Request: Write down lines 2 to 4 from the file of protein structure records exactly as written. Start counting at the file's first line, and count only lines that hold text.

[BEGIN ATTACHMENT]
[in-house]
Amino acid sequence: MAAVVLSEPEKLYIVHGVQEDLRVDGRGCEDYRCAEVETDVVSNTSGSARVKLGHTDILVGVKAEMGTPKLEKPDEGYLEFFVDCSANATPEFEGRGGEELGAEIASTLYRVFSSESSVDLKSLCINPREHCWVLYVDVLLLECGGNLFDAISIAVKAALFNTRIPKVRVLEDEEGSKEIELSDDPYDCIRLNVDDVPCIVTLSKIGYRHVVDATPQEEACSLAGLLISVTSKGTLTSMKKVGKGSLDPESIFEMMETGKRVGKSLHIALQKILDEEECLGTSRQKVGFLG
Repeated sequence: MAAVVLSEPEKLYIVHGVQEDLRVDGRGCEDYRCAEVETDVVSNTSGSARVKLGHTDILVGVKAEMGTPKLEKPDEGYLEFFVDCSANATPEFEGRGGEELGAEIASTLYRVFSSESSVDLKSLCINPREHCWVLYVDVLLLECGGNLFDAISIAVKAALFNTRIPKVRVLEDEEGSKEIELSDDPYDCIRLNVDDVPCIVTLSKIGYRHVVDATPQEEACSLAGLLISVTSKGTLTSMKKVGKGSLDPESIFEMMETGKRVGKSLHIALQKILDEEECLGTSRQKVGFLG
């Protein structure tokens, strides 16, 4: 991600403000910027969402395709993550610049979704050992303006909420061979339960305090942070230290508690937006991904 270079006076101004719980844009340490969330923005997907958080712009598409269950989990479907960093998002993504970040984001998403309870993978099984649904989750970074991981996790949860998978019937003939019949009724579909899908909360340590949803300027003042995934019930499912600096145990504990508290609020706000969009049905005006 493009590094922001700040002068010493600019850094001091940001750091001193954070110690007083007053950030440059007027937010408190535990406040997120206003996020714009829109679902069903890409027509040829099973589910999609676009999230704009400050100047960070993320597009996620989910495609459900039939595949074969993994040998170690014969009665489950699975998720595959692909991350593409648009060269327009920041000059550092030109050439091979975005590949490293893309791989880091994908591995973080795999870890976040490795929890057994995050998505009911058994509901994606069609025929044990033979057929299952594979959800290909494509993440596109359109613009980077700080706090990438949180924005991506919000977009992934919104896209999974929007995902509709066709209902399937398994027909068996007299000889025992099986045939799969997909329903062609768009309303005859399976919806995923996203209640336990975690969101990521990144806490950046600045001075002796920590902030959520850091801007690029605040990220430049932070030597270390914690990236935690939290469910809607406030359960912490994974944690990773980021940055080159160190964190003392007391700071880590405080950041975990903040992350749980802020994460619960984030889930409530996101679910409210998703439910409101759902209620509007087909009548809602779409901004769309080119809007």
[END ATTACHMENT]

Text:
Amino acid sequence: MAAVVLSEPEKLYIVHGVQEDLRVDGRGCEDYRCAEVETDVVSNTSGSARVKLGHTDILVGVKAEMGTPKLEKPDEGYLEFFVDCSANATPEFEGRGGEELGAEIASTLYRVFSSESSVDLKSLCINPREHCWVLYVDVLLLECGGNLFDAISIAVKAALFNTRIPKVRVLEDEEGSKEIELSDDPYDCIRLNVDDVPCIVTLSKIGYRHVVDATPQEEACSLAGLLISVTSKGTLTSMKKVGKGSLDPESIFEMMETGKRVGKSLHIALQKILDEEECLGTSRQKVGFLG
Repeated sequence: MAAVVLSEPEKLYIVHGVQEDLRVDGRGCEDYRCAEVETDVVSNTSGSARVKLGHTDILVGVKAEMGTPKLEKPDEGYLEFFVDCSANATPEFEGRGGEELGAEIASTLYRVFSSESSVDLKSLCINPREHCWVLYVDVLLLECGGNLFDAISIAVKAALFNTRIPKVRVLEDEEGSKEIELSDDPYDCIRLNVDDVPCIVTLSKIGYRHVVDATPQEEACSLAGLLISVTSKGTLTSMKKVGKGSLDPESIFEMMETGKRVGKSLHIALQKILDEEECLGTSRQKVGFLG
């Protein structure tokens, strides 16, 4: 991600403000910027969402395709993550610049979704050992303006909420061979339960305090942070230290508690937006991904 270079006076101004719980844009340490969330923005997907958080712009598409269950989990479907960093998002993504970040984001998403309870993978099984649904989750970074991981996790949860998978019937003939019949009724579909899908909360340590949803300027003042995934019930499912600096145990504990508290609020706000969009049905005006 493009590094922001700040002068010493600019850094001091940001750091001193954070110690007083007053950030440059007027937010408190535990406040997120206003996020714009829109679902069903890409027509040829099973589910999609676009999230704009400050100047960070993320597009996620989910495609459900039939595949074969993994040998170690014969009665489950699975998720595959692909991350593409648009060269327009920041000059550092030109050439091979975005590949490293893309791989880091994908591995973080795999870890976040490795929890057994995050998505009911058994509901994606069609025929044990033979057929299952594979959800290909494509993440596109359109613009980077700080706090990438949180924005991506919000977009992934919104896209999974929007995902509709066709209902399937398994027909068996007299000889025992099986045939799969997909329903062609768009309303005859399976919806995923996203209640336990975690969101990521990144806490950046600045001075002796920590902030959520850091801007690029605040990220430049932070030597270390914690990236935690939290469910809607406030359960912490994974944690990773980021940055080159160190964190003392007391700071880590405080950041975990903040992350749980802020994460619960984030889930409530996101679910409210998703439910409101759902209620509007087909009548809602779409901004769309080119809007």